Where to park if you live in an apartment

George Coucounis explains why the management committee of a building complex has no right to grant the owner of an apartment the exclusive right to use a communal parking space.

Where the developer does not allocate the parking spaces of a building complex to the owners of each apartment/shop, these are considered communal and all owners have the right to use them. Obviously, the matter is one of understanding between owners, who must show consensus to amicably arrange and specify the parking space each one of them will use in the communal parking area. Wherever the matter is not mutually arranged, the relevant provisions of the law consider all parking spaces to be of common use.

The management committee, if any, cannot grant a right of exclusive use of a parking space to any owner without the prior consent of the others or of the Land Registry.

The issue is pertinent in many building complexes where there are not sufficient parking spaces to meet the needs of all owners or residents. Another problem is the increased number of the vehicles when owners or residents have visitors. If an owner uses more than one parking space or more than his entitlement he causes a problem to the other residents or owners.

Conflicts also arise when one parks his car blocking that of another, and the problem even gets worse if the owner of the car blocking the other is unknown. Furthermore, there are cases where the parking spaces are not big enough to fit a car. This issue exists and a purchaser or a tenant must check the size of the parking space at the time of purchase or rent. It is important to know the parking space status.

The title deed, the architectural plans, the town planning and building permits and their terms should always be examined by the purchaser or the tenant. By doing so, he will safeguard his rights and avoid ending up with no parking space or without knowing which is his.

The issue was discussed by the Supreme Court of Cyprus in a civil appeal whereby a tenant who rented an apartment in Nicosia had no right to use a parking space since the tenancy agreement did not provide for it. The renting of an apartment did not imply the right to use its parking space and consequently the owner lawfully claimed rent from the tenant for the parking space. The matter is not one of public policy but one of freedom of contract, whereby the principles and the law of contract are applicable.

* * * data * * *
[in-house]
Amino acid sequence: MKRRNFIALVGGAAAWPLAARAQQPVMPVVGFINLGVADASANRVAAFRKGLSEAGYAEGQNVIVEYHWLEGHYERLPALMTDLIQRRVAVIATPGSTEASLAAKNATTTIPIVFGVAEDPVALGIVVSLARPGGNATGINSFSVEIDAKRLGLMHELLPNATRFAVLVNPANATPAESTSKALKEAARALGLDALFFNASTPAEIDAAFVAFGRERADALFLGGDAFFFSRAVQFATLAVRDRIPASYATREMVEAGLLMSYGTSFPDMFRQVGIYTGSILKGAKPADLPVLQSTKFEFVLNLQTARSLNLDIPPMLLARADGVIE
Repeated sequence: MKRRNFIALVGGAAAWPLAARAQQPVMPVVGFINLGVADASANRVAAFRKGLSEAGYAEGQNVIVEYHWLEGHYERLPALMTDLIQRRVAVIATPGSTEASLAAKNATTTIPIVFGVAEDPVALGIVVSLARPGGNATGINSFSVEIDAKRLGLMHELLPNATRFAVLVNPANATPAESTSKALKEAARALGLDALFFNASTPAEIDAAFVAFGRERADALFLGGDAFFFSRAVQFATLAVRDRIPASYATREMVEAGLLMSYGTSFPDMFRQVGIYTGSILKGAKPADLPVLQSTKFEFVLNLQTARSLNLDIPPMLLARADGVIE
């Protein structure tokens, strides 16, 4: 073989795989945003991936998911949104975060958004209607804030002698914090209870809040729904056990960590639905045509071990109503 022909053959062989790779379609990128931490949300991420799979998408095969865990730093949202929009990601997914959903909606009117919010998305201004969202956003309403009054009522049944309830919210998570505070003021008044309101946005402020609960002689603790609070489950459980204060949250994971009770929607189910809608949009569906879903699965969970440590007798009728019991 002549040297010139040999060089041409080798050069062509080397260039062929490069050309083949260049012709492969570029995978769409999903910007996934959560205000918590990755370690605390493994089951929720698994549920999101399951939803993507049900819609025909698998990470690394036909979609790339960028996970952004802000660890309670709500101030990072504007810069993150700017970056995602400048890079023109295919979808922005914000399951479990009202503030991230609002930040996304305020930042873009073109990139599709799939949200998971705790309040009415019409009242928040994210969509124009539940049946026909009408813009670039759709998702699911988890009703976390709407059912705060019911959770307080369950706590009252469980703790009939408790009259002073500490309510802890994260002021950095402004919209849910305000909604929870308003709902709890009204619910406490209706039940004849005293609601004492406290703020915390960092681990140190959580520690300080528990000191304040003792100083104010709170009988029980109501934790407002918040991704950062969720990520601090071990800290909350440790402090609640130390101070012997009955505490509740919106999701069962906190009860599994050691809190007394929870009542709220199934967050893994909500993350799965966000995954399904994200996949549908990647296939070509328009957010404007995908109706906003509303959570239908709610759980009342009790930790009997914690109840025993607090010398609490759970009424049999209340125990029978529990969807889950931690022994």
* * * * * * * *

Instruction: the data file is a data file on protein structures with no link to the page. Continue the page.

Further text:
In another case before the District Court of Nicosia, the plaintiff, the owner of an apartment in a building complex, complained that the management committee did not grant him a second parking space and that they illegally decided to allocate the parking spaces without permission from the Land Registry. Furthermore, the chairman and the members of the committee granted themselves more parking spaces than what they were entitled to. The defendant – the management committee - alleged that the plaintiff was entitled to only one parking space according to the percentage of his ownership and that the decision of the committee was based on the relevant laws and regulations.

The court found the committee to be at wrong, since it did not apply the provisions of the law. The committee did not have the right to grant exclusive use of parking spaces to the owners of the building. The plaintiff was illegally prevented from using the communal parking spaces and the court issued an order against the committee prohibiting them from allocating parking spaces without previously obtaining the permission of the Land Registry.

The above demonstrates the need for every purchaser or tenant to carefully study, discuss and agree the issue of communal areas including the communal spaces and/or parking spaces that will be allocated to his property.

Another issue that must be carefully examined is the administration and management of the communal areas, who is responsible for them and how much an owner will pay for his share. If the issue is carefully examined and agreed when a property is purchased or rented, the vendor and others will be prevented from behaving arbitrarily.

About the author

George Coucounis

George Coucounis is an experienced lawyer practicing in Larnaca, Cyprus. Educated at University College (London) and Thessaloniki University (Greece), George is fluent in English and has been practicing law in Cyprus since 1982.

Recent articles